Christmas is a little different this year. I haven’t been to any shopping malls but I hear they are not exactly crowded. Many families are cancelling or shrinking their usual gatherings. Offices (remember those?) aren’t having parties.
I don’t know anyone who is happy about this, but keep it in perspective. This year millions of people lost jobs and income. Millions more lost family members to the pandemic. Missing your favorite aunt’s sugar cookies is minor in comparison.
Nonetheless, we are all having to sacrifice in various ways. We may not have a choice about that, but we can choose how to respond. We can either resent the loss… or embrace it and try to find something good.
Whatever happens to the economy is largely outside our individual control. But we all have microeconomic influence. We can change someone’s personal economy for the better. And, for most of us, there’s never been a better time to do it.
Last month I stumbled across Patrick Gathara on Twitter. He is a political cartoonist in Kenya, and he has been hilariously commenting on our US elections in the same way US media often covers foreign crises.
For example, Gathara reported on the Electoral College voting like this.
Source: Patrick Gathara
That’s a little exaggerated but not much. Here’s one that is just sad…
Source: Patrick Gathara
This is a veiled reference to the 1984 “Band Aid” group of pop stars who raised money for famine-ravaged Ethiopia with a song called “Do They Know It’s Christmas?”
The US is far wealthier than Kenya or Ethiopia. Yet 36 years after Band Aid, millions of Americans face food shortages and malnutrition. They would appreciate help from anyone, anywhere. But that responsibility really should fall on other Americans.
People not far from you are probably hurting. If your family, like mine, is healthy and fortunate enough to have plenty of food, consider helping others who don’t.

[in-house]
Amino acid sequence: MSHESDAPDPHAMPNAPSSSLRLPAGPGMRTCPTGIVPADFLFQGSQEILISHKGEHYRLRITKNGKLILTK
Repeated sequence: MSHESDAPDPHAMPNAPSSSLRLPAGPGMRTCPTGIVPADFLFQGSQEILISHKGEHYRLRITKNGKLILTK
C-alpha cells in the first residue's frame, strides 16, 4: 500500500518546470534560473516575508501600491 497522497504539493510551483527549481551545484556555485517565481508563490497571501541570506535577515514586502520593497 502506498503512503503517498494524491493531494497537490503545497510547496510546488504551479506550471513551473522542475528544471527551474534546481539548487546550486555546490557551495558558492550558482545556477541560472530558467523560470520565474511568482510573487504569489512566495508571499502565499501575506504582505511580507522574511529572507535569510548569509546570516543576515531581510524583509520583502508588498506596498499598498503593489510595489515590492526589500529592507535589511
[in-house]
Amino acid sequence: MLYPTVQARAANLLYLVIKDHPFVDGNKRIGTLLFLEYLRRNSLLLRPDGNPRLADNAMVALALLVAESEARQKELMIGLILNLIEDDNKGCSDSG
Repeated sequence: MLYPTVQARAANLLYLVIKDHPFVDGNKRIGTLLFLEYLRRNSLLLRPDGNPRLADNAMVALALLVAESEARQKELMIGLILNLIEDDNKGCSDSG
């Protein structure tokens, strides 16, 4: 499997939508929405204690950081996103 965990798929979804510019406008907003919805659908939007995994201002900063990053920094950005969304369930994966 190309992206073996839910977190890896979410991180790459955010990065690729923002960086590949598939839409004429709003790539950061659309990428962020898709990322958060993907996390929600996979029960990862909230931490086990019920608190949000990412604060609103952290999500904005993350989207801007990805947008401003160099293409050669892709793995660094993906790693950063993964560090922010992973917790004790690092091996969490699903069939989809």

You can do that in many different ways. Local charities are working overtime this year with very little help. They’ll take whatever you can offer. If you don’t know where to turn, this site lets you find a local food bank.
Similarly, millions of small businesses are in deep trouble. For some, the holiday season is their make-or-break season. This year many have given up all hope of actual profits. They’re just trying to break even or minimize losses. Every sale counts.
So, if you have the means, try to help out those businesses who need it most, including restaurants. You don’t have to eat inside (and you probably shouldn’t). Most have take-out now. Tip generously, too.
You can do more than shop. If you have cash to invest, or some kind of special expertise to offer, talk privately to the owners of your favorite places. You might find a way to help them and yourself as well.
This year highlighted one indisputable fact: We are all connected... so connected, in fact, that we can’t stay away from each other. This helped the virus spread.
As 2020 ends, we need balance. We have to separate enough to keep each other safe, but not leave each other alone. We need connections now more than ever. Losing them will make recovery—economic and otherwise—much harder.
I believe we’ll get through this time and, decades from now, look back and remember the people who shared it with us. So share as much as you can.